I want my fellow CES attendees to get that. In reality, I expect wisecracks like "What, is this is a church?" That's not the point. Every time I review one of these recordings of sacred music, which of course is very different than sacred recordings of music, I tell myself that I probably won't be that into it. I mention the chasm between the purpose of the music and what I will ultimately extract from it. When it comes to these 2L recordings, however, I always leave the experience knowing that I felt something deep, something that's probably better left under the surface.
But if you're at CES and you want to hear massed vocals in an old church that will sound exactly like the real thing, come up to me and say the magic word: Fingergull.
Wednesday, December 23, 2015
In Part 1, I suggested that I had heard two turntables at the 2015 Rocky Mountain Audio Fest that I felt might represent a new level of analog performance--despite the fact that much of the high-end audio industry is starting to get back to reel-to-reel as the ultimate expression of ultimate sound quality. (Wow, I think I finally figured out my next Vinyl Anachronist column for Perfect Sound Forever, which I have to complete before Christmas!) These two 'tables excel in ways that few other 'tables do, and they provide two completely different ways to isolate the stylus from its surroundings.
My first scheduled visit was to the Thrax Audio room, where they were showing off the amazing new Helix turntable, the Helix, in the Thrax Audio room. While this new turntable is "only" $40,000 in the US, in many ways it's as just as accomplished and sophisticated as 'tables in the six-figure range.
The Helix is a completely different animal. Mounted with both a Schroder arm and a Swedish Technologies arm, the Helix sounded wonderful and musical every step of the way. I liked the unusual styling, which allows you to peer through the front of the plinth and see the incredibly sophisticated innards, sort of like older EMT turntables. The fellow from Helix did something that freaked me out a little--he grabbed both sides of the rack shelf and shook it back and forth. The LP played perfectly the whole time! The designers at Helix have done what should have been done a long time ago--they've invented a turntable that seems impervious to footfalls.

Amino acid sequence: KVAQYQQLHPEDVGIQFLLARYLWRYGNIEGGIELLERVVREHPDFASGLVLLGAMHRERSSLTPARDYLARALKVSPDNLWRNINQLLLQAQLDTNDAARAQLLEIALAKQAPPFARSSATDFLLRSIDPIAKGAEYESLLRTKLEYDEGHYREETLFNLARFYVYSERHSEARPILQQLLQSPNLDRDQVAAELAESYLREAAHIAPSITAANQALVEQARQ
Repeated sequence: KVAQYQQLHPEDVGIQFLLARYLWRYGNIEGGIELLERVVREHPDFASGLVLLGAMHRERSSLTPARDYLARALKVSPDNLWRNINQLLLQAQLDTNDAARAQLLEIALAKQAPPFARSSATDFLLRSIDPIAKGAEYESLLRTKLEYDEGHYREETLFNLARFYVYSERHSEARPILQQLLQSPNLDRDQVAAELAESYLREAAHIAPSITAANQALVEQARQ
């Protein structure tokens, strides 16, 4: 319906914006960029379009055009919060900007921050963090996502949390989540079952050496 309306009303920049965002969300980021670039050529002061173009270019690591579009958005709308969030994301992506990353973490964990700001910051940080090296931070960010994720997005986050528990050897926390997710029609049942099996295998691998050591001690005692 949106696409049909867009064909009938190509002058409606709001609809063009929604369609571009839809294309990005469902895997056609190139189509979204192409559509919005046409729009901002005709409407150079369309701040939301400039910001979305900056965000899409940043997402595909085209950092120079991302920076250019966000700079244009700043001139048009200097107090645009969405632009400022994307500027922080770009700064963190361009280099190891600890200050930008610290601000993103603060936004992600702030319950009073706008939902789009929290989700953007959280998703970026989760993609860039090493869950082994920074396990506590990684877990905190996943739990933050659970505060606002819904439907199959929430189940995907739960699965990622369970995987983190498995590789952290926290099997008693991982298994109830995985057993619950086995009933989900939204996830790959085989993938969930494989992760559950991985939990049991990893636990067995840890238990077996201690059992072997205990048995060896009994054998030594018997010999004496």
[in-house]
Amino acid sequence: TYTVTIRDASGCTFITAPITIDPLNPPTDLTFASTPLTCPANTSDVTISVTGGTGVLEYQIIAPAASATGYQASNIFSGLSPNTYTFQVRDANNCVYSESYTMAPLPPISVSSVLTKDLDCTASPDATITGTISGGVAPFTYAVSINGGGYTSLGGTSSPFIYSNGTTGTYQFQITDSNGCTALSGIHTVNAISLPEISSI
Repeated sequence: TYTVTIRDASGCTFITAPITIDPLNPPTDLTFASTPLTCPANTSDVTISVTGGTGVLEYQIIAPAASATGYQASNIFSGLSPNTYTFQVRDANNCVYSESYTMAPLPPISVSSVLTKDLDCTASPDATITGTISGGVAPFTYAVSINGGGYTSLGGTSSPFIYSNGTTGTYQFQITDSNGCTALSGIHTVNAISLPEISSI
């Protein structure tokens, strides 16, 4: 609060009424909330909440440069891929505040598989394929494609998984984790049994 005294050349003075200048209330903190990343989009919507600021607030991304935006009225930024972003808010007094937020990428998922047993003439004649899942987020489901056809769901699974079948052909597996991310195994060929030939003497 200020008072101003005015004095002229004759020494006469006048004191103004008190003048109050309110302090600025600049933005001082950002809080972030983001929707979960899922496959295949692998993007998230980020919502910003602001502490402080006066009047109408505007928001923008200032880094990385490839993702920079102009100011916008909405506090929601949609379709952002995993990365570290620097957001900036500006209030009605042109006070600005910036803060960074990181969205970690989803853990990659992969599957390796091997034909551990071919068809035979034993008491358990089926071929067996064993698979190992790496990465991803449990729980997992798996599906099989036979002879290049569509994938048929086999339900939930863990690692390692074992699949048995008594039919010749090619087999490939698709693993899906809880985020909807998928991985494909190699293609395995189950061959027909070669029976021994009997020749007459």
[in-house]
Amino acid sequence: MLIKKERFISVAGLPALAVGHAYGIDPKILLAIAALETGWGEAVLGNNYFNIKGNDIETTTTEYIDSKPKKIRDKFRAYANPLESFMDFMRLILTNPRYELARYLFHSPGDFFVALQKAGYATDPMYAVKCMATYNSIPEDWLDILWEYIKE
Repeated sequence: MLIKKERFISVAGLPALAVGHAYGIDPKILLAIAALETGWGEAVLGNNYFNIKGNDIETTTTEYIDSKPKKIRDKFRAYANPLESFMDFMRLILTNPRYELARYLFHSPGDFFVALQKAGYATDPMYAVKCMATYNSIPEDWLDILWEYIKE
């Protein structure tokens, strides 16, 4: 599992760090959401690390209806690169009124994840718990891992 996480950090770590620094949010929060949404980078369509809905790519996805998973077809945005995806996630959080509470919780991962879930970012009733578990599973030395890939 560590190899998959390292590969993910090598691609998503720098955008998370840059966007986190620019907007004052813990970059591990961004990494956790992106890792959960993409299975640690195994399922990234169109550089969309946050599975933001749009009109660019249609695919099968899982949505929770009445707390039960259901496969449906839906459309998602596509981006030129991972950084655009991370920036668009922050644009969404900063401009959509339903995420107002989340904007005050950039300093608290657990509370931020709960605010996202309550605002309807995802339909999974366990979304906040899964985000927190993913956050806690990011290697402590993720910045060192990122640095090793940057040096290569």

Did I mention that Helix is from Australia? That certainly feeds into my new theme that "Down Under" Audio is pretty fabulous. I was supposed to meet with the Helix designers during my recent trip to Sydney, but I believe the timing was off. So they extended a invitation to visit them in their RMAF room and hear the Helix. I'm glad I did. The entire system was very, very impressive.
Before I move onto the other turntable, the Saskia, I have to mention audio scribe Mal Kenney. Colleen and I were about to head home across the Rockies and Mal caught us in the hallway. Mal asked us if we had seen anything that impressed us, and I pretty much mentioned what I've reported so far--Endeavor, ModWright, Helix, etc. He told me he wanted me to hear two rooms that he was really impressed with--the Saskia and Exemplar Audio. At this point, I could not take photos since my iPhone was dead and I figured I was done for the day. So I had to steal these last two photographs from Part-time Audiophile. (You can read about the Saskia room here and the Exemplar Audio room here.)